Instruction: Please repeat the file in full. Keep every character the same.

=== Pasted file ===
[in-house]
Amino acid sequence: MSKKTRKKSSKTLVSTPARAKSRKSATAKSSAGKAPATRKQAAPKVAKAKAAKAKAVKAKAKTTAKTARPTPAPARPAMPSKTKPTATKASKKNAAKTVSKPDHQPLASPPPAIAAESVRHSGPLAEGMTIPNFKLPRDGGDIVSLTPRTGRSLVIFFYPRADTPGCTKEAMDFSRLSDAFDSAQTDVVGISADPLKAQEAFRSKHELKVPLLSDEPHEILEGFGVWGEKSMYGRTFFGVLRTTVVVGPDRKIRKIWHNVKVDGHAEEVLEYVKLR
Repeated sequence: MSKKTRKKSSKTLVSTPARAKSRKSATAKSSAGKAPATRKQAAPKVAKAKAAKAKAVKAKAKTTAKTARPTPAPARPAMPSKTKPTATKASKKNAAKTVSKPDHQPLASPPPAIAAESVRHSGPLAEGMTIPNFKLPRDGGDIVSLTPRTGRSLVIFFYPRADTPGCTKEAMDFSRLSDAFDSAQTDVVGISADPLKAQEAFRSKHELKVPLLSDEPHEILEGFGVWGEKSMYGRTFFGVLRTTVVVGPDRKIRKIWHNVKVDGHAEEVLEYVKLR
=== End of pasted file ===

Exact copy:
[in-house]
Amino acid sequence: MSKKTRKKSSKTLVSTPARAKSRKSATAKSSAGKAPATRKQAAPKVAKAKAAKAKAVKAKAKTTAKTARPTPAPARPAMPSKTKPTATKASKKNAAKTVSKPDHQPLASPPPAIAAESVRHSGPLAEGMTIPNFKLPRDGGDIVSLTPRTGRSLVIFFYPRADTPGCTKEAMDFSRLSDAFDSAQTDVVGISADPLKAQEAFRSKHELKVPLLSDEPHEILEGFGVWGEKSMYGRTFFGVLRTTVVVGPDRKIRKIWHNVKVDGHAEEVLEYVKLR
Repeated sequence: MSKKTRKKSSKTLVSTPARAKSRKSATAKSSAGKAPATRKQAAPKVAKAKAAKAKAVKAKAKTTAKTARPTPAPARPAMPSKTKPTATKASKKNAAKTVSKPDHQPLASPPPAIAAESVRHSGPLAEGMTIPNFKLPRDGGDIVSLTPRTGRSLVIFFYPRADTPGCTKEAMDFSRLSDAFDSAQTDVVGISADPLKAQEAFRSKHELKVPLLSDEPHEILEGFGVWGEKSMYGRTFFGVLRTTVVVGPDRKIRKIWHNVKVDGHAEEVLEYVKLR